So then we drove. And drove. And drove. Larry and I took it in 4-hour shifts, with a brief stop to eat the fun picnic supper we had planned for the train, only we were outside a rest stop in North Carolina and it was really cold out and NOT FUN AT ALL. We got to the hotel at 5 AM and - God bless them - they let us check in early. I got 2 whole hours of sleep. Because who needs to look their best at a wedding? Not the mother of the groom, for sure.

I still haven't looked at the pictures. I'm scared to.

We were staying near Cape Canaveral, so naturally David (he and Anna had arrived by air the night before and were well rested, because apparently they know a lot more about travel and weddings than their mother does)...where was I?...Oh, yes, David wanted to go see a SpaceX rocket launch, so I jumped into his car with Susie and did that, and then we zipped back to the hotel to dress up and go to Theo's wedding, which made no sense at all, because when the heck did Theo turn into a full-fledged adult who can do full-fledged adult things like get married? I swear, they're letting kids get married these days - KIDS!

Okay, actually he's 30. But still...

I mentioned the 2 hours of sleep, right? I can barely remember anything from that wedding. I recall trying hard to make coherent conversation with the rabbi and to remember the names of all the bride's Canadian relatives who seem to have traveled just fine to Florida without any trauma involved, but really, my brain was not firing well at all. It's just a blur.

Oh, look, I managed to snap a picture of part of the dessert table, go me!

So there you have it. People keep asking me how the wedding was, and I draw a blank, because what I mostly remember is that desperate drive down an eerily empty 95, all the while wondering how a supposed adult (um, moi) could mess things up so badly.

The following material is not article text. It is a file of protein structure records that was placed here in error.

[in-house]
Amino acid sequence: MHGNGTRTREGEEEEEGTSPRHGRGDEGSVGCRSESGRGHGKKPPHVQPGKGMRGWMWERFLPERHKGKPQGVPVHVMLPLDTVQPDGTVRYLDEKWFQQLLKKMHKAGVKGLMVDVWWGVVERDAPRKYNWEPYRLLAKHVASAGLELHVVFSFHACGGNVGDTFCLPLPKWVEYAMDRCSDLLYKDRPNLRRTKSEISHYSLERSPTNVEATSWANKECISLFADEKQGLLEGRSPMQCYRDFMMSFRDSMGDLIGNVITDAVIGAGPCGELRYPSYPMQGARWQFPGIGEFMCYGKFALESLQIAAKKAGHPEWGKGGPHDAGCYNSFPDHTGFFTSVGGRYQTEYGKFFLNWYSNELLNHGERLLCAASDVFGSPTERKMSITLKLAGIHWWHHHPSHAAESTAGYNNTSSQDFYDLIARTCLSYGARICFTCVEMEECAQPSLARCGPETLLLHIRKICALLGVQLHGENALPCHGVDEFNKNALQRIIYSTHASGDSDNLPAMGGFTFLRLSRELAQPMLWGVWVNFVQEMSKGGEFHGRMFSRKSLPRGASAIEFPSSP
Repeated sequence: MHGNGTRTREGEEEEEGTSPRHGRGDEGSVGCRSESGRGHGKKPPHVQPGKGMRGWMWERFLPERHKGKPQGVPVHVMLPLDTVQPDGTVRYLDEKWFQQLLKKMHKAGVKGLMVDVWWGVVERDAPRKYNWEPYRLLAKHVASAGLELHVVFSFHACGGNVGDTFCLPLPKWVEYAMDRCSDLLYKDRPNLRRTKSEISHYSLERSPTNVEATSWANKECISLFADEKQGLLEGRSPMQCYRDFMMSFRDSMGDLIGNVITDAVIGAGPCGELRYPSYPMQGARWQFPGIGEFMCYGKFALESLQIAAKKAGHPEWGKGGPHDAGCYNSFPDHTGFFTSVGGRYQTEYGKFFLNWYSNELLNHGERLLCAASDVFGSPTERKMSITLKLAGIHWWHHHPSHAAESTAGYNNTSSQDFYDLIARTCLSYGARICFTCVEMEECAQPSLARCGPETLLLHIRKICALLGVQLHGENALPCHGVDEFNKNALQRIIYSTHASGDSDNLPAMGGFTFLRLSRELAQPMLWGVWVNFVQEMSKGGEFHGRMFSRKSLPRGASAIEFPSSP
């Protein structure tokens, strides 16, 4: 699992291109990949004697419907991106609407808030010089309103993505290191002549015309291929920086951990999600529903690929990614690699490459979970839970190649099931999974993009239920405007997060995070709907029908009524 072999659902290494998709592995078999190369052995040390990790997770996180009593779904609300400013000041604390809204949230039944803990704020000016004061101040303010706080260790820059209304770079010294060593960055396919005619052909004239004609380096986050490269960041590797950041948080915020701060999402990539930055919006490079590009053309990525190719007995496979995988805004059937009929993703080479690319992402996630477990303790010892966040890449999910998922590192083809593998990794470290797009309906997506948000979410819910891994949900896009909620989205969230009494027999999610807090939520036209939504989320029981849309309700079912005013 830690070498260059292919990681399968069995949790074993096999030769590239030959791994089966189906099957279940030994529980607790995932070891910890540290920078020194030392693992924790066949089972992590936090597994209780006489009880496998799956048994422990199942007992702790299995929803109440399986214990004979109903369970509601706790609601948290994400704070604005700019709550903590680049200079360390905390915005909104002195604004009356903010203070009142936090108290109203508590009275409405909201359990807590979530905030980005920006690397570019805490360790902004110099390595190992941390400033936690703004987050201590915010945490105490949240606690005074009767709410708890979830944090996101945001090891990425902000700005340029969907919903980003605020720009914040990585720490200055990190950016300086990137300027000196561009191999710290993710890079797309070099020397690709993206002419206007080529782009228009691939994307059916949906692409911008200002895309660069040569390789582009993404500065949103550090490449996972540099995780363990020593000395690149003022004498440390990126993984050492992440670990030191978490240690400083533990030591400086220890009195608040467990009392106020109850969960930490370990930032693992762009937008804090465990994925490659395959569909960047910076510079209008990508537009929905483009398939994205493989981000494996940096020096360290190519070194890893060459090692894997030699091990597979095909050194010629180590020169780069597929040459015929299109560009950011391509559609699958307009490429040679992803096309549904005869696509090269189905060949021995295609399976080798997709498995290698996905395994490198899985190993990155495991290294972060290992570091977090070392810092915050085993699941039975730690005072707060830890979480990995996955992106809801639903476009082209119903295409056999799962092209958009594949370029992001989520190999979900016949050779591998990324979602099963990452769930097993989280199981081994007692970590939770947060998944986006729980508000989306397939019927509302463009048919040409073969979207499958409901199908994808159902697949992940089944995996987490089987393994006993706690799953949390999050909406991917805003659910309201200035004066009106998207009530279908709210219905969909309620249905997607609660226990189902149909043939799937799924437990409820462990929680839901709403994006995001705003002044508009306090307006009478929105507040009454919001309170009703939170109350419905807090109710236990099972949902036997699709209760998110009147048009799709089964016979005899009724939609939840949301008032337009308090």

So that was October.

In September, we took the camper van to our favorite campground in Acadia (the one with the marvelous bathrooms and pastries in the morning), and Larry got to strap his kayak to the top of the van, which made him super happy, because why keep things uncomplicated, right?

Although, I do have to admit it looked sort of cool:

Low overpasses make me nervous now

It was the first time we'd been there without any kids, which felt sort of weird but was also really relaxing because no one was crying or threatening to run away. A nice change, is what I'm saying...

We ate all the good food:

Colonel's doughnuts and Fox Farms potato chips - the height of gustatory excellence

And we went on hikes:

Oh, just another scenic rocky shore line, ho-hum

And generally enjoyed ourselves, which - again - felt sort of weird. I guess we'll never recover from the scarring experience of taking numerous children on camping vacations.

In August we had Anna and Rachel's birthdays and I annoyed both of them by insisting they sit in the Queen of the Day chair while opening presents, because I was very proud of myself for decorating.

See? It's special

Susie and I also made our trip to Lake Placid in August, and I managed not to get sick this time, so I guess I'm allowed to go back. Another friend and her daughter were also there, and the friend and I sounded like pathetic climate refugees the entire time, saying things like, "Oh, this is great, we can sit outside without wanting to die!" and "The air! It's so refreshing!" and "What do you mean you don't need to cover yourself in bug spray every time you step out the door?"

No humidity, folks - NONE

The July weather here traumatized us, is what I'm saying. 

Oh, and judging from this photo, my lantana on the front porch did very well this year, because they are apparently not at all traumatized by hot, humid weather:

The only good part of summer around here

And a side note - THESE have been mysteriously reappearing in my miscellaneous drawer:

A sign of senescence for sure

And that's all, folks! Whew! Remind me not to let 5 months go by again, that's way too much to read about all at once, I'm thinking. But now those memories are saved for posterity, and if COVID kills me, my kids will be able to read this and remember just how bad their mother was at making travel plans. 

That comforts me somehow.

Monday, July 18, 2022

Whole Lotta Nothing (But With Photos!)

Wow, 2 months have gone by! Looks as though this blog is phasing itself out, which is a shame, since it is the only way I have to remember what is happening in our lives.

But since nothing much is happening, maybe it doesn't matter? I don't know.